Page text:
Gerard Dillon: Painter, Dreamer, Clown
The great Belfast artist's centenary retrospective will have you leaving the Ulster Museum with a spring in your step, expecting to fly
This exhibition celebrates the centenary of Belfast painter, Gerard Dillon. He was brought up on Lower Clonard Street and was almost entirely self-taught, leaving school at 14 to apprentice as a house painter.
His paintings are often dreamlike, colourful and nakedly referential. His 'Yellow Bungalow' (1954) casts doe-eyed Picasso children in a Van Gogh kitchen. But the influences are worn lightly, as integral to the picture as the paint. They are the building blocks of the images he wants to present and this scene is utterly joyous: the butter yellow walls, the sweet mirroring of the sleeping cat and a plate of fish, the 'Whacky Shack' topography of the room.
The dimensions are rioting, the whole scene seems to be rising up, unmoored, the boy with the accordion leaning forward, steeling himself against a Kansas tornado. These eruptions, this zest for living, is a constant until near the end of his life when, after the death of his family and following a stroke, the tone darkens. His self portraiture continues but he depicts himself now as a mournful and melancholy Pierrot, a sad clown with a paintbrush.
In 'The Brothers' (1967) the weeping Pierrot figure is abstracted to the point of mummification. He is a knotted hankie on a corduroy lawn, listening to the laughter of the three grinning skeletons beneath him, a subterranean chorus. With its tawny browns and lichen greens, the paint in this sepulchral world is broken and dry, aggressively delineated. The crouching figure is bent in on itself in despair, but there is anger and aggression beneath, and rising to the surface.
'The artist I liked best in Ireland,' Dillon said, 'was William Conor because he painted 'The People of Ireland'. In 'Four Lovely Lassies' (1940s) four child-like figures in plain, ovoid dresses line up against a graffiti scribbled brick wall. Beneath them is a chalked hopscotch grid, and their own feet appear to be chalked on. With its flat spaces and text this naive, approach seems to be nostalgic but actually anticipates much of British pop art especially early Hockney and Peter Blake.
Yellow Bungalow (1954) © The Estate of Gerard Dillon
In the 'The Confessional' (circa. 1951) two figures flank a sleeping priest on a parti-coloured throne: on the left a man and on the right a woman. Above them is a corpse-green Christ, like a wobbly El Greco, dangling forlornly from the cross.
While the priest is sleeping he still appears to favour the entreaties of the male penitent: his large, fleshy pink ear cranes towards him. There is no corresponding lug-hole to hear the woman’s confession. The priest’s fist is clenched tightly in his lap, his rosary beads dangling louchely between his legs.
Dillon saw the monastic remains at Mellifont Abbey and Monasterboice while staying with the painter Nano Reid. He admired the 'big walrus moustaches' of the figures on the high crosses and the painting, 'Mellifont Abbey' (1950), can be seen as a triptych of self portraits: the Dillons wander through the abbey in monastic robes like revenants from Night of the Living Dead, luxurious if lugubrious moustaches falling to their collarbones. The ruins slant through the picture at angles that lead to the three near identical figures, who may, indeed, be the same figure separated in time, a la Giotto.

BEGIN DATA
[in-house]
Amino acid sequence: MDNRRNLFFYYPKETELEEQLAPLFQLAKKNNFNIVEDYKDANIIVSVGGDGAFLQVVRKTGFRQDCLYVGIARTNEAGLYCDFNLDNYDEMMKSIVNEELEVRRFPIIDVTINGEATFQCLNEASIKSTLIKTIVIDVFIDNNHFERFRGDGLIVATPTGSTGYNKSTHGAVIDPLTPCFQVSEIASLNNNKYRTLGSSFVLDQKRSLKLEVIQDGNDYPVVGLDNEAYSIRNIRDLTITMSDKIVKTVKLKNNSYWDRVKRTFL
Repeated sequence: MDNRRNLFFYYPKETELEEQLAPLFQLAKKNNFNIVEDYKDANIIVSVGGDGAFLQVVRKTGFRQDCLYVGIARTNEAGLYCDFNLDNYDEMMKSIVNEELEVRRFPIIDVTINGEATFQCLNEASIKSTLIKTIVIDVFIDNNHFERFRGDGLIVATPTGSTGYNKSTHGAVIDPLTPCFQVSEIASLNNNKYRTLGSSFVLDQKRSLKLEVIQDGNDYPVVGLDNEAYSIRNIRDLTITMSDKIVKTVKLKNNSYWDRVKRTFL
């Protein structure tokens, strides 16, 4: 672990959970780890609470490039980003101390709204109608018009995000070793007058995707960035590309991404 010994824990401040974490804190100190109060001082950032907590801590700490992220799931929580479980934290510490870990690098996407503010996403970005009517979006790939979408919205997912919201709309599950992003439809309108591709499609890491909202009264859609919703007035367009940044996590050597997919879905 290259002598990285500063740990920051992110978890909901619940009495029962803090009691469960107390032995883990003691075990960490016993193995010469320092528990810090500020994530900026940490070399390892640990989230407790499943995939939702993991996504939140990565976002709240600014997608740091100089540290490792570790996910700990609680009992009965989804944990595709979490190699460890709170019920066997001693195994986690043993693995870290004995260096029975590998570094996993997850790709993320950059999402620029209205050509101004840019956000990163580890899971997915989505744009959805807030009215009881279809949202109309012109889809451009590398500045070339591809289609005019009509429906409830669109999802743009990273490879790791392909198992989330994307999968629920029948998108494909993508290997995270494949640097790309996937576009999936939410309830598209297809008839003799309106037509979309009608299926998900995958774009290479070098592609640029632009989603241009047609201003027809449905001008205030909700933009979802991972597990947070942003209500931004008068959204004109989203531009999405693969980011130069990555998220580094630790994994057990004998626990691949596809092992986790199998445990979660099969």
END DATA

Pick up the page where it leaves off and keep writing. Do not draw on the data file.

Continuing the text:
In 'Nano’s Dream Castle' (1940’s) he guests in a larger portrait of Reid, her fiery red hair illuminating the black sky far more than the sullen moon that she looms over. An incidental Dillon sketches Reid on the far side of a looping, arboreal feature, closing over like the Dark Hedges.
This represents the third circle in a composition largely made up of circles, the other two being the moon and Reid’s head. These resemble comic style 'thought balloons' and the whole picture seems to represent a dream Nano might be having as, at the centre of the looping garden is a tower house that her family used to own, presented as a distant ideal.
Nano’s Dream Castle
In 'Self Contained Flat' (1955) we see Dillon further embracing his influences; he wore them proudly, flagrantly. The painting is another triple self-portrait and references Gaugin’s 'Manao Tupapau' directly, though the figure lying on the bed is clearly not the same gender as those little Tahitian girls that are scattered like cushions throughout Gaugin’s works.
Reds and greens abound in the painting: Dillon’s own face, a fetching Gaugin green, stares out and over the frame. There are shifting perspectives – an impossible door opens onto a garden where we see another Dillon going about his business. If the flat is 'self contained' it is because the artist has bent it out of shape, bent it to his will. Odd detail abounds: if the oil can in the foreground is palpably phallic then the set of pliers next to it certainly takes the edge off.
'Holy Island' (late 1950s) is a picture that combines two of Dillon’s favourite things: the landscape of Western Ireland and Celtic relief sculpture. It features yet more monks, bent into S shapes, their characteristic moustaches bristling. The central figure wears a star-shaped halo like a crown but they are genuflecting before, of all things, a Chagall-esque flying ram.
This is a fantastic exhibition of an extraordinary Belfast painter and features a collection of vibrant and colourful paintings. The pictures hum with life. They feel weightless and unshackled and sharing a space with them is a tonic. You will leave the exhibition with a spring in your step, expecting to fly.
Gerard Dillon: Painter, Dreamer, Clown is on display at the Ulster Museum until Sunday, November 6 and is accompanied by a series of events including special tours, gallery talks and lectures. For further details visit www.nmni.com/um.